This lovely, energizing story from Michelin-starred chef Andrés and his frequent cookbook coauthor Wolffe (Made in Spain) provides an antidote to passivity and cynicism. Having done food relief work in Haiti in 2010, Andrés was ready to help feed the people of Puerto Rico after the island was ravaged by Hurricane Maria seven year later. Andrés tells how his nonprofit organization thrived despite the fumbling incompetence of government agencies and nonprofits—and an American president who "seemed to have no idea what his role was." In a matter of days, Andrés and his volunteers had expanded an operation run by his friend Jose Enrique, a San Juan chef, making sandwiches, paellas, and stew (Andres has contempt for the idea that disaster victims deserve only lousy food). In between fighting with red tape–tangled FEMA officials and dealing with the Red Cross's lack of organization, Andres quickly scaled up an operation with 20,000 volunteers that produced three million meals. "We solved the problems as they popped up," Andres writes, "as chefs do." This is a powerful story of the impact a well-meaning group can have on the world. (Sept.) Copyright 2018 Publishers Weekly.

Review by Publisher Summary 1

The founder of World Central Kitchen describes how his culinary network challenged broken government systems while feeding tens of thousands of Puerto Ricans who lost their homes and livelihoods to Hurricane Maria. 200,000 first printing.

Review by Publisher Summary 2

The founder of World Central Kitchen describes how his culinary network challenged broken government systems while feeding tens of thousands of Puerto Ricans who lost their homes and livelihoods to Hurricane Maria.

Review by Publisher Summary 3

FOREWORD BY LIN-MANUEL MIRANDA AND LUIS A. MIRANDA, JR. The true story of how a group of chefs fed hundreds of thousands of hungry Americans after Hurricane Maria and touched the hearts of many more Chef José Andrés arrived in Puerto Rico four days after Hurricane Maria ripped through the island. The economy was destroyed and for most people there was no clean water, no food, no power, no gas, and no way to communicate with the outside world. Andrés addressed the humanitarian crisis the only way he knew how: by feeding people, one hot meal at a time. From serving sancocho with his friend José Enrique at Enrique's ravaged restaurant in San Juan to eventually cooking 100,000 meals a day at more than a dozen kitchens across the island, Andrés and his team fed hundreds of thousands of people, including with massive paellas made to serve thousands of people alone.. At the same time, they also confronted a crisis with deep roots, as well as the broken and wasteful system that helps keep some of the biggest charities and NGOs in business. Based on Andrés's insider's take as well as on meetings, messages, and conversations he had while in Puerto Rico, We Fed an Island movingly describes how a network of community kitchens activated real change and tells an extraordinary story of hope in the face of disasters both natural and man-made, offering suggestions for how to address a crisis like this in the future. Beyond that, a portion of the proceeds from the book will be donated to the Chef Relief Network of World Central Kitchen for efforts in Puerto Rico and beyond.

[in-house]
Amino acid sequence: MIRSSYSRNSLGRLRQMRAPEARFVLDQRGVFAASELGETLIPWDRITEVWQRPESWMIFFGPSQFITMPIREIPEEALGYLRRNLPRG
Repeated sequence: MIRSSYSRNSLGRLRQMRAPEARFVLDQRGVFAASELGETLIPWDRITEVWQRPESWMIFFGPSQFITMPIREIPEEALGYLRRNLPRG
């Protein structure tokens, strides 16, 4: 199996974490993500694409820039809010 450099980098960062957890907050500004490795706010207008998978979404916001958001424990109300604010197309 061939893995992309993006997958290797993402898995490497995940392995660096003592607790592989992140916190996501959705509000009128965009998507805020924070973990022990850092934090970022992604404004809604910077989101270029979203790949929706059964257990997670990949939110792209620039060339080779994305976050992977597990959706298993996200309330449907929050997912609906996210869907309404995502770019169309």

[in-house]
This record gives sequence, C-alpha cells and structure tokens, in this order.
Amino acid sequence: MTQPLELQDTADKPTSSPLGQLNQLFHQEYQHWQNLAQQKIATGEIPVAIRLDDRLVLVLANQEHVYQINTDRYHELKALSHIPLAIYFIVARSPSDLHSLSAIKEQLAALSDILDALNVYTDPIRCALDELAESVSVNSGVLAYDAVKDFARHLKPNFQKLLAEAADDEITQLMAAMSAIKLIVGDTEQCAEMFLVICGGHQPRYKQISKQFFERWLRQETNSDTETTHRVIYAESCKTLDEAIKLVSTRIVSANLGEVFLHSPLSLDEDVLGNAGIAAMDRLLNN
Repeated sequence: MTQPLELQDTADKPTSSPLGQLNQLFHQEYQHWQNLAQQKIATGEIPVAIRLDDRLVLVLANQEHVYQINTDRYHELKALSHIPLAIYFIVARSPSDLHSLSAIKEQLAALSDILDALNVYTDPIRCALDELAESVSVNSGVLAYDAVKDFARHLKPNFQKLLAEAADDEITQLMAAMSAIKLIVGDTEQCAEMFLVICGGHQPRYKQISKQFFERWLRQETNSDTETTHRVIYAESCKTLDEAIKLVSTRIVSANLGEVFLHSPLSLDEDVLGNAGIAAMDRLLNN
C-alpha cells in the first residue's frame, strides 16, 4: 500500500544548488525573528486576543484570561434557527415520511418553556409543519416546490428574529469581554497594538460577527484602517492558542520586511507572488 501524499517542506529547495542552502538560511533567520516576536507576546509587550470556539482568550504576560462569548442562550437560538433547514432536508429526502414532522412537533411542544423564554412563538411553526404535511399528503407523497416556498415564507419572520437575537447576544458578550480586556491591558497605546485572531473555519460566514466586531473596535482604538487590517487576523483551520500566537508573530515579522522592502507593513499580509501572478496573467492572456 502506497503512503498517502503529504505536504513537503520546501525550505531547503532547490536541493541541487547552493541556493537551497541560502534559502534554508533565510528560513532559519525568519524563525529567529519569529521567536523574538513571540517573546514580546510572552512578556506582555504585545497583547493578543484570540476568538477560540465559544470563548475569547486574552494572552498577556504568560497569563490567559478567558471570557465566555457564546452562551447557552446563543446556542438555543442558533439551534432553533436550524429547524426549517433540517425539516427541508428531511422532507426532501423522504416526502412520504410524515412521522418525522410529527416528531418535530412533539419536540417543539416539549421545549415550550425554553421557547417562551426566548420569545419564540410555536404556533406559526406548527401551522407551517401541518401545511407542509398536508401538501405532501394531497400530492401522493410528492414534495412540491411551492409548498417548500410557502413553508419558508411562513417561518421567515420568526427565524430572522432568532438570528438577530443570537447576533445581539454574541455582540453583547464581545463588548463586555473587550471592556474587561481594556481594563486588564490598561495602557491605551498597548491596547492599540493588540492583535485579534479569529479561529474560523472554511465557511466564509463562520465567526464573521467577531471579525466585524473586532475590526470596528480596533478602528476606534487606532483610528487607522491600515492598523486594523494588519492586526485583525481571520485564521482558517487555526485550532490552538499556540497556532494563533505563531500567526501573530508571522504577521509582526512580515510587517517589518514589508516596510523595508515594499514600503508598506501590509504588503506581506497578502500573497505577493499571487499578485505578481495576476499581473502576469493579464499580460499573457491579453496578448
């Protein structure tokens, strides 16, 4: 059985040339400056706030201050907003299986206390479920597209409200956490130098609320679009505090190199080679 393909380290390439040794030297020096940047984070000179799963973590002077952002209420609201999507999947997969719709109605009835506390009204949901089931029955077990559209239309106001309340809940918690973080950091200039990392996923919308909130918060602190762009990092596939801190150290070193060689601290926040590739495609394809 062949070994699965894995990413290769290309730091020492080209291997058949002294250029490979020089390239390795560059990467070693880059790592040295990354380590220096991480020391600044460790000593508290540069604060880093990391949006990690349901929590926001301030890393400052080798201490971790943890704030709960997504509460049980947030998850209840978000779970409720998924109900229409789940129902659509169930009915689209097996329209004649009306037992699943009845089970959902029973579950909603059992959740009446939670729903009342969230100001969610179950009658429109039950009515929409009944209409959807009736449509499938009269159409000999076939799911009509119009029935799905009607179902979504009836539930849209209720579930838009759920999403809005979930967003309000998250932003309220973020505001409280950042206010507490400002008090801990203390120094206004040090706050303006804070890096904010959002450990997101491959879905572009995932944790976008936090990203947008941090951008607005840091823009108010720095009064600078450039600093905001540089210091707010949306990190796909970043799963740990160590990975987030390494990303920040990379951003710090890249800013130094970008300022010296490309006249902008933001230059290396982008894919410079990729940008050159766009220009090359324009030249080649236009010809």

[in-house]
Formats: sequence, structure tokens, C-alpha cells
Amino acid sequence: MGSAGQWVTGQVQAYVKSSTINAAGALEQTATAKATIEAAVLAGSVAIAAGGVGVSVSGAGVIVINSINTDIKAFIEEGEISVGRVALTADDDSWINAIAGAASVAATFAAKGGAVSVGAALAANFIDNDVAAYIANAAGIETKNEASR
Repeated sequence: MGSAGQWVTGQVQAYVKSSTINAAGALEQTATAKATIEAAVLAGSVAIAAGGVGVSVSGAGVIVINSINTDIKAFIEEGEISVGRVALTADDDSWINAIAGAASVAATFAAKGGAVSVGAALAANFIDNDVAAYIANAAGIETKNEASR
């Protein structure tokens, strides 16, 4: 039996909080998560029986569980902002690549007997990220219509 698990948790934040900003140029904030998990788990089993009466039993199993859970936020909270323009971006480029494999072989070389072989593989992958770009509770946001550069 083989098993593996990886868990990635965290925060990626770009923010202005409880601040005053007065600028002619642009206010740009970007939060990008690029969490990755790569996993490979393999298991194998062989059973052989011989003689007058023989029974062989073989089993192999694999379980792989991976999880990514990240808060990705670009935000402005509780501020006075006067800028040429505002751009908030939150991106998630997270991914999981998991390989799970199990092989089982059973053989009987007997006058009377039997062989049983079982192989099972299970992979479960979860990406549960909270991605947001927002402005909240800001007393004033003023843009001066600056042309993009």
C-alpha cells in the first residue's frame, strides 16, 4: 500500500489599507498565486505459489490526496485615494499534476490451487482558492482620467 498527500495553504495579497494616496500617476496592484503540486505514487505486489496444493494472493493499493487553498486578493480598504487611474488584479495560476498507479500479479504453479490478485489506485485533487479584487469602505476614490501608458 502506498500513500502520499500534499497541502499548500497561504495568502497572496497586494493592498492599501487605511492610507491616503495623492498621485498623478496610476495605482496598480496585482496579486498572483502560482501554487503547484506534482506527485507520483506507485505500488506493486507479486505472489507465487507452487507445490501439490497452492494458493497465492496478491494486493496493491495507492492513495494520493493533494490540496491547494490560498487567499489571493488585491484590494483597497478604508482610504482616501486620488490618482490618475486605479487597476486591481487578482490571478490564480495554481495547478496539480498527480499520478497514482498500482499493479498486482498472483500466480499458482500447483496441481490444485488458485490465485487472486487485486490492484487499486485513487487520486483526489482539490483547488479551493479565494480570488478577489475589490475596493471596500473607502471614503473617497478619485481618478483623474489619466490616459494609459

Review by Publisher Summary 4

FOREWORD BY LIN-MANUEL MIRANDA AND LUIS A. MIRANDA, JR. The true story of how a group of chefs fed hundreds of thousands of hungry Americans after Hurricane Maria and touched the hearts of many more Chef José Andrés arrived in Puerto Rico four days after Hurricane Maria ripped through the island. The economy was destroyed and for most people there was no clean water, no food, no power, no gas, and no way to communicate with the outside world. Andrés addressed the humanitarian crisis the only way he knew how: by feeding people, one hot meal at a time. From serving sancocho with his friend José Enrique at Enrique’s ravaged restaurant in San Juan to eventually cooking 100,000 meals a day at more than a dozen kitchens across the island, Andrés and his team fed hundreds of thousands of people, including with massive paellas made to serve thousands of people alone.. At the same time, they also confronted a crisis with deep roots, as well as the broken and wasteful system that helps keep some of the biggest charities and NGOs in business. Based on Andrés’s insider’s take as well as on meetings, messages, and conversations he had while in Puerto Rico, We Fed an Island movingly describes how a network of community kitchens activated real change and tells an extraordinary story of hope in the face of disasters both natural and man-made, offering suggestions for how to address a crisis like this in the future. Beyond that, a portion of the proceeds from the book will be donated to the Chef Relief Network of World Central Kitchen for efforts in Puerto Rico and beyond.